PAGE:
And yet, in spite of the forced segregation, Inbar’s family enjoyed close links with their Palestinian neighbours. Inbar’s father worked as an ambulance driver, and on several occasions he helped transport those who lived nearby for emergency medical treatment in Israel. “Every Tuesday, my father’s Jewish and Arab friends would come to our house and we’d eat lunch together,” Inbar remembered.

Given the gravity of Rina’s situation, she couldn’t leave the house. Secrecy was paramount. The girls spent weeks together indoors, Inbar said, chatting, watching TV and drawing. “I’m not sure that as a child I actually understood it for real,” she said. “She taught me how to paint and sketch a face from sight.”

Almost as soon as Rina arrived, Inbar’s family began receiving anonymous phone calls asking about her. “My dad told me, ‘Don’t mention anything about Rina. Say you don’t know what they’re talking about – because otherwise they’ll come and kill us,’” Inbar said.

While the girls got to know each other, Inbar’s mother, Brigitte, found a women’s shelter in East Jerusalem for Rina. Whereas today Gaza is closed off by a military border under heavy surveillance, at that time it was porous. Brigitte drove Rina in to the capital, where she was given a new name and identity that would enable her to begin a new life, on condition that she contact no one in Gaza.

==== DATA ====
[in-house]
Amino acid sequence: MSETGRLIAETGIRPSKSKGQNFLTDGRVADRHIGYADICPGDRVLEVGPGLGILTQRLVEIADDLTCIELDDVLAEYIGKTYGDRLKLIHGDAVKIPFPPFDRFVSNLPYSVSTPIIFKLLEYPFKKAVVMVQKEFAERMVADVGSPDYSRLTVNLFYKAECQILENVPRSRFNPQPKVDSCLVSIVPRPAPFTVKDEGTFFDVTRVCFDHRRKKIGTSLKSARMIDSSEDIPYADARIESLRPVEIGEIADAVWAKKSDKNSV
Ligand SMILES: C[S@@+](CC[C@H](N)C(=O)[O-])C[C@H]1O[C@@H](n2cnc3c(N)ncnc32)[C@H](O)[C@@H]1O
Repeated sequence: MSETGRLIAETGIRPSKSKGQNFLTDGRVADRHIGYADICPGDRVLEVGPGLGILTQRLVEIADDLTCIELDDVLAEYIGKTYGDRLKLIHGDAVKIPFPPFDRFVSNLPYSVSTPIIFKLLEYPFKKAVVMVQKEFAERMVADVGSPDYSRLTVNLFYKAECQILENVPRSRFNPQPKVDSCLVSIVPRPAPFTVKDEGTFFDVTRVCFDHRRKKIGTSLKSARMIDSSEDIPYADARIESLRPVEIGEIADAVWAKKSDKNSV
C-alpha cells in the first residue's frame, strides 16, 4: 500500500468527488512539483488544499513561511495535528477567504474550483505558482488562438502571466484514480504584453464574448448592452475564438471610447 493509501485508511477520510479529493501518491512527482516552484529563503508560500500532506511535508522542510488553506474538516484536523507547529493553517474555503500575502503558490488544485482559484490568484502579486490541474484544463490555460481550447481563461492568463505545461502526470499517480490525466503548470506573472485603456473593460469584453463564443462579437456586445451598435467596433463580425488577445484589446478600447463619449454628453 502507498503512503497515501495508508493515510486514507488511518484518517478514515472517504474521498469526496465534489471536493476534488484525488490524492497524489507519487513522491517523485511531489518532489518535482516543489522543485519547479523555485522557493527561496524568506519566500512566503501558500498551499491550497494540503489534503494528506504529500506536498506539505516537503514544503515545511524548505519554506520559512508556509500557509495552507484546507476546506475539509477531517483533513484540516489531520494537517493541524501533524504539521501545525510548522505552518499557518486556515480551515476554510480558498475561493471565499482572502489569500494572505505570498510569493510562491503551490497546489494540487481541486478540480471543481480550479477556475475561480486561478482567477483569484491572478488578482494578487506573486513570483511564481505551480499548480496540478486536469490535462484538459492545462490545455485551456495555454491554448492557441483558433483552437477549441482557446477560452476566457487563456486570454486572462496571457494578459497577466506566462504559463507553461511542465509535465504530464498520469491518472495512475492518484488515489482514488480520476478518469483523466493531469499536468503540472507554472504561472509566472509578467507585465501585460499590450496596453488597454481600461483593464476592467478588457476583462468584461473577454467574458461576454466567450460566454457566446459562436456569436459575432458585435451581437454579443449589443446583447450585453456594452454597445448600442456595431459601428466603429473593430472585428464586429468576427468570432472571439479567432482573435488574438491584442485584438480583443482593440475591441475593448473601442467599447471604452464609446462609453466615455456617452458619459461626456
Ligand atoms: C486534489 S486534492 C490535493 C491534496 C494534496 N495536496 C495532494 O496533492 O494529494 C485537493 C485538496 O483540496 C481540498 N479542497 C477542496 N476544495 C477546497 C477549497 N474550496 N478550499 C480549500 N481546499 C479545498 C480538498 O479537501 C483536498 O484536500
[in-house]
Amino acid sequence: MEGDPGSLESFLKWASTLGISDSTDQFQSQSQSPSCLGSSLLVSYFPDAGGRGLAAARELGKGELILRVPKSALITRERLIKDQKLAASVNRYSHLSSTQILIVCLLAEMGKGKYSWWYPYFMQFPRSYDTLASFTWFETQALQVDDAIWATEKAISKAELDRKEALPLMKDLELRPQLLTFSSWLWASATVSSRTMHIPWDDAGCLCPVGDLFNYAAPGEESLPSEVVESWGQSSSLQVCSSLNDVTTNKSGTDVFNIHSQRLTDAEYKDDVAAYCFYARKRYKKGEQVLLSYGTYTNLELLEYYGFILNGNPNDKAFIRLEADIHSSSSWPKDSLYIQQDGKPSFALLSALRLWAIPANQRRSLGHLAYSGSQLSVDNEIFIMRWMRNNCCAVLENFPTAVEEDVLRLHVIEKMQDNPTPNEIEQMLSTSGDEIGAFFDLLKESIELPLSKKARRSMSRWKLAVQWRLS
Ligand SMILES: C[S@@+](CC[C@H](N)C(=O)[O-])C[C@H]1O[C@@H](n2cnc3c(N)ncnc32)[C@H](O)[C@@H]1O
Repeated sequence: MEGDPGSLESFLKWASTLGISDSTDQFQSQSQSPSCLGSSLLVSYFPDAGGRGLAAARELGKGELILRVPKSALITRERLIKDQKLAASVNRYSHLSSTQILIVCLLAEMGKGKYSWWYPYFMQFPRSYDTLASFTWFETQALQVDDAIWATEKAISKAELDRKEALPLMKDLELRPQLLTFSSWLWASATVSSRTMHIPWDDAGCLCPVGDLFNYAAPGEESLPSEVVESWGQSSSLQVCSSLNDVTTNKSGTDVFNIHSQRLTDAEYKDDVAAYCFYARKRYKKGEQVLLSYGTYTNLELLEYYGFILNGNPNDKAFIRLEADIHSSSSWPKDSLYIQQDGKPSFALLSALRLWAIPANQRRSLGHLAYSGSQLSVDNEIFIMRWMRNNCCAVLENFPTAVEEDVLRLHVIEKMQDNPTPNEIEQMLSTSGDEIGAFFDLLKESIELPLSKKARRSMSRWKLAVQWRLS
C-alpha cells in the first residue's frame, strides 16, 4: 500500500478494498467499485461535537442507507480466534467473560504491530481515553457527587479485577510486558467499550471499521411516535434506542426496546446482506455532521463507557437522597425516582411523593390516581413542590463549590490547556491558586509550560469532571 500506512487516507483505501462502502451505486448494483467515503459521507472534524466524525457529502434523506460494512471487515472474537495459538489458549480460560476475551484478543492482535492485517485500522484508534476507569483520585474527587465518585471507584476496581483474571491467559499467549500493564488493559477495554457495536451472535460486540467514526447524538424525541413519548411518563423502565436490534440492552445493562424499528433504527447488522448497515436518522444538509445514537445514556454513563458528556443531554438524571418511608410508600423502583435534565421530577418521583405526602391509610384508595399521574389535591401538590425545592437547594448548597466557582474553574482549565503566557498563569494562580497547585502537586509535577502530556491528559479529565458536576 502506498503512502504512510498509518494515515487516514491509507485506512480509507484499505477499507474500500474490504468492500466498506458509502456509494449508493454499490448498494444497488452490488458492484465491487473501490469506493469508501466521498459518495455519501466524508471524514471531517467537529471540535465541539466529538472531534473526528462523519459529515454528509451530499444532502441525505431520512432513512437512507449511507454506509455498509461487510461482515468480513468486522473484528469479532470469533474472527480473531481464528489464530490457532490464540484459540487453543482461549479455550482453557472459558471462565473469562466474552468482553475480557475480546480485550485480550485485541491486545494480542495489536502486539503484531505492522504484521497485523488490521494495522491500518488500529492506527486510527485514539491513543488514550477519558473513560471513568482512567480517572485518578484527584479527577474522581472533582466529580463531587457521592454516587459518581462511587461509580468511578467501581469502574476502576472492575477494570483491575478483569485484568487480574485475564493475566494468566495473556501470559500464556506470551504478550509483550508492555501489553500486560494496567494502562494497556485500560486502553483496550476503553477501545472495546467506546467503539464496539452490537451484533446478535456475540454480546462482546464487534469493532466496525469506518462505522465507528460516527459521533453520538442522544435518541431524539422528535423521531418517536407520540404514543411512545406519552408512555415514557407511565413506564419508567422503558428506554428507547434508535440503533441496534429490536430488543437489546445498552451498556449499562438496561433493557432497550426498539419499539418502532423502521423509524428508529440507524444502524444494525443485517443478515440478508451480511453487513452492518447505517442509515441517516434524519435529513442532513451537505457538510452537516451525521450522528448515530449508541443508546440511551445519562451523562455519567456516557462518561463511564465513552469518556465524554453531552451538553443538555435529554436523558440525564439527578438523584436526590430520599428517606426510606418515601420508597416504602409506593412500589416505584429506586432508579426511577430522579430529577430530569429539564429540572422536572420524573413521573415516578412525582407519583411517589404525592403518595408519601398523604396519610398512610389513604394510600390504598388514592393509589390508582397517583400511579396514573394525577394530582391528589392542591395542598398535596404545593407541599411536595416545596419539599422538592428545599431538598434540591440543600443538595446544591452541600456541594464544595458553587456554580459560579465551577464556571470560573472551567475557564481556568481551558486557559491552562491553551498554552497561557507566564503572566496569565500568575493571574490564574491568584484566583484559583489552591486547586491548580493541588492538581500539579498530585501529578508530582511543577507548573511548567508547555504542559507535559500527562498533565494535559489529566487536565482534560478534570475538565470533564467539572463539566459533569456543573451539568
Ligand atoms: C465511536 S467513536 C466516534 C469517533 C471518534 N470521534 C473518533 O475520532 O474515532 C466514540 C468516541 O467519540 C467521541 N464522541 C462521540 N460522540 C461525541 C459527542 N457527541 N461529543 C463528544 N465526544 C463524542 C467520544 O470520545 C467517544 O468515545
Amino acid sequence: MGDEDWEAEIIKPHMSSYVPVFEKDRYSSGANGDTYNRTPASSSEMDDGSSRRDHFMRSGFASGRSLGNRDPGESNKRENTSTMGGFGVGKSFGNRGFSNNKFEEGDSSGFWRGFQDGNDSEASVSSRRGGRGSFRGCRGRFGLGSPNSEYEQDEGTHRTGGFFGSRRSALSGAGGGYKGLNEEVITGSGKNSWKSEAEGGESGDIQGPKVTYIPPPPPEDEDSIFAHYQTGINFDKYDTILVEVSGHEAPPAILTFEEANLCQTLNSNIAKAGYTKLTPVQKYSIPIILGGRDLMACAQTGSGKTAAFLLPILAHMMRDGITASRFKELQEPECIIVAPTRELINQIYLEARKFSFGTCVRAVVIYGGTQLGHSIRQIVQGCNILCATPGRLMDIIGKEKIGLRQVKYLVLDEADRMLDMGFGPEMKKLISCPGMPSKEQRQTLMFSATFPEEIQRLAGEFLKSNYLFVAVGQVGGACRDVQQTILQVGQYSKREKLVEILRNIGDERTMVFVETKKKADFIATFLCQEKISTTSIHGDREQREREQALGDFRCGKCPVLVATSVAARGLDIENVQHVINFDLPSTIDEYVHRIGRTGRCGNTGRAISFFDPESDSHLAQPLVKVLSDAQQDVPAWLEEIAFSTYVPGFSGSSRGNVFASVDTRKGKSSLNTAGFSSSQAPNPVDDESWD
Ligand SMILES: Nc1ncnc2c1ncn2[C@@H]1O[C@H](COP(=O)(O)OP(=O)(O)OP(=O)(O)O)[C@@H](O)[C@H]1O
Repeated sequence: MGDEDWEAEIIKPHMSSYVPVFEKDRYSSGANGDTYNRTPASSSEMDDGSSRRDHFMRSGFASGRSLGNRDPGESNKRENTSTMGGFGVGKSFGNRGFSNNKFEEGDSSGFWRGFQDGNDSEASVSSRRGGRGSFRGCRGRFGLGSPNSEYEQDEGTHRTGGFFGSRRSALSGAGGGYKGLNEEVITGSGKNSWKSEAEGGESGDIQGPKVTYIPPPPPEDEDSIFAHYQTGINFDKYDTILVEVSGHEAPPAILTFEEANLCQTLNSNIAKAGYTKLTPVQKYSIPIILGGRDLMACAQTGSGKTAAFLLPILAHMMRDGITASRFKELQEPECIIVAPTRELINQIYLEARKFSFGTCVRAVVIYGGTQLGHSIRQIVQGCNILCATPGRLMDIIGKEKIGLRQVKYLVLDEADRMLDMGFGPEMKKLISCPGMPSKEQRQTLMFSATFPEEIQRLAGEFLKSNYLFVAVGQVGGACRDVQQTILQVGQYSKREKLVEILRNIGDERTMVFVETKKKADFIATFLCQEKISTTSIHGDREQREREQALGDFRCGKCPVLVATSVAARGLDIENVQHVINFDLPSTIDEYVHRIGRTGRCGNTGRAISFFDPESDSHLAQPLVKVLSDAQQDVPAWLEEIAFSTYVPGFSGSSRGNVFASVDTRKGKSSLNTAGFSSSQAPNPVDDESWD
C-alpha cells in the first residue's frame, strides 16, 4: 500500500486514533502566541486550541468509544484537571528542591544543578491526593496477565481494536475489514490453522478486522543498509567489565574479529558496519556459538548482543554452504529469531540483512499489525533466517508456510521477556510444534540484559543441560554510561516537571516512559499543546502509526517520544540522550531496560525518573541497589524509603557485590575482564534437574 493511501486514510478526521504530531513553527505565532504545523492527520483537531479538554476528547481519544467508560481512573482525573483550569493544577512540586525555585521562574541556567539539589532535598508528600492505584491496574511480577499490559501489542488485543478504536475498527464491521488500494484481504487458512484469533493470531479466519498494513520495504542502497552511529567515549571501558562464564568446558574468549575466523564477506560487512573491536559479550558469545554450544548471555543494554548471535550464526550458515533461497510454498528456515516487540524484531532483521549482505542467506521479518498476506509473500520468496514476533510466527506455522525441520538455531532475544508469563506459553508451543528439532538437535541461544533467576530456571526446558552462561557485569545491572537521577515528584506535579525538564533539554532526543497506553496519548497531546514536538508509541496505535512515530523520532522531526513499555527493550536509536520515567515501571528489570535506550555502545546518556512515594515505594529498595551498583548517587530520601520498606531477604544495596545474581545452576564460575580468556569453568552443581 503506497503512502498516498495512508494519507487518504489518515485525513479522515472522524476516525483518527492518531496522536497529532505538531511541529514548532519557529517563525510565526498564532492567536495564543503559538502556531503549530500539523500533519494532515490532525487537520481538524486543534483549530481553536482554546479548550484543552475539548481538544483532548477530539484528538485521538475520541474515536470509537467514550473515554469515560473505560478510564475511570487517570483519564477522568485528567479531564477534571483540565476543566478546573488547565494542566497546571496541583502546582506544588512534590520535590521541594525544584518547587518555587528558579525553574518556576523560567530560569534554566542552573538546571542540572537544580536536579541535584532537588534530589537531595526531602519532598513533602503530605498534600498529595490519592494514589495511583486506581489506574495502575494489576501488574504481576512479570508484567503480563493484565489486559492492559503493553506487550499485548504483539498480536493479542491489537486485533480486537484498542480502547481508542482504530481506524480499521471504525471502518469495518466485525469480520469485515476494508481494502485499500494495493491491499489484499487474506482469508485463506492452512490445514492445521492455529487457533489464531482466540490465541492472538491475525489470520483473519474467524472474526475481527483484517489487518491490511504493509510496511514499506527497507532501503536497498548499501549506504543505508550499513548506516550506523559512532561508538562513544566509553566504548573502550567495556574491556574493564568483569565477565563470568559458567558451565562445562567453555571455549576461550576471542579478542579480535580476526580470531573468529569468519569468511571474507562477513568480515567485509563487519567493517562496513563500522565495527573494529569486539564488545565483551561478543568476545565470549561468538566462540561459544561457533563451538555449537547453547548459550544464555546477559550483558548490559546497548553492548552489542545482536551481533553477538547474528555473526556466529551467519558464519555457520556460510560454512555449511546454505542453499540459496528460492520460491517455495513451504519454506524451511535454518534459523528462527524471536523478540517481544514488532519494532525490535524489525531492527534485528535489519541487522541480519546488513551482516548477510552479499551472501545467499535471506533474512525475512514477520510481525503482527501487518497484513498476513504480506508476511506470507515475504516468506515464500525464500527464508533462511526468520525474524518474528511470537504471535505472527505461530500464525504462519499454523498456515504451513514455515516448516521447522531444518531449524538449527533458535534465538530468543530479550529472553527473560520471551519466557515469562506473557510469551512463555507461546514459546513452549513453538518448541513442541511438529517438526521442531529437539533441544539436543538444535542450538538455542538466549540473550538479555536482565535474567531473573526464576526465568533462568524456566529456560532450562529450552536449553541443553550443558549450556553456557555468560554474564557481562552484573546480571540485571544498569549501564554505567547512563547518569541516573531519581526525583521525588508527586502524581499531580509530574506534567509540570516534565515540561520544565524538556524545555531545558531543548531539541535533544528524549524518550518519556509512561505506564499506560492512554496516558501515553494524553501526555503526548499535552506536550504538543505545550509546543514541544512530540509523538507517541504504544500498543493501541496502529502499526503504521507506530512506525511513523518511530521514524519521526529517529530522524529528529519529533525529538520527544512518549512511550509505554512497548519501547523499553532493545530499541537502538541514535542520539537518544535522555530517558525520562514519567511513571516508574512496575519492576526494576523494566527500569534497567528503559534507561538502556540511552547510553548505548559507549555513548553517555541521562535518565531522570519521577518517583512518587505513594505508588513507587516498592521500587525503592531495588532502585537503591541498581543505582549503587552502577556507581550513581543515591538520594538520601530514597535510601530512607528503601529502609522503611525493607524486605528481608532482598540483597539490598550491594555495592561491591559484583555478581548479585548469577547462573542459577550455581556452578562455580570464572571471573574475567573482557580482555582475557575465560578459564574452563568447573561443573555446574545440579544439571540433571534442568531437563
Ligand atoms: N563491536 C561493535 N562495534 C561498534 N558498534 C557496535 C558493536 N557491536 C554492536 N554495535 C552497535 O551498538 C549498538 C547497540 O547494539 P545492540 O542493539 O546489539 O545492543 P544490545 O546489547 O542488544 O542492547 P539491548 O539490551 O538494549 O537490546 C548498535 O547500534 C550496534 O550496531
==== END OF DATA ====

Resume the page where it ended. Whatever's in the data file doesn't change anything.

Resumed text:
Today Inbar, who is 33, works at the Gush Katif centre in Nitzan – a museum dedicated to the memory of the Israeli settlements in Gaza. Despite her parents’ objections, the family was evacuated in 2005. Unlike most settlers in Gaza, some residents of Alei Sinai were determined to stay on, even if that meant forfeiting their Israeli citizenship. “I have no problem with living as a minority in a Palestinian state,” one of Alei Sinai’s inhabitants, Avi Farhan, told the Israeli daily Haaretz at the time.

Inbar now lives in Ashkelon, a city of 140,000 in southern Israel, and finds the big city alienating, especially when she recalls the warm relationships that once existed in Gaza. “I’ve never felt less secure,” she told me.

Years later, she learned that Rina had developed cancer and died. “The day before Rina left . . . she drew a portrait of me,” she said, describing how her friend had outlined, in charcoal strokes, the features of the teenager. Her parents packed the portrait with all their belongings in a shipping container the day they left Gaza. Soon after, the container was destroyed in a fire.

“I think if people had given it a chance . . . they would have had these kinds of friendships,” Inbar said, looking back. “We’d get along fairly well if we didn’t look at others as the monsters over the wall.” 

This article first appeared in the 27 August 2015 issue of the New Statesman, Isis and the new barbarism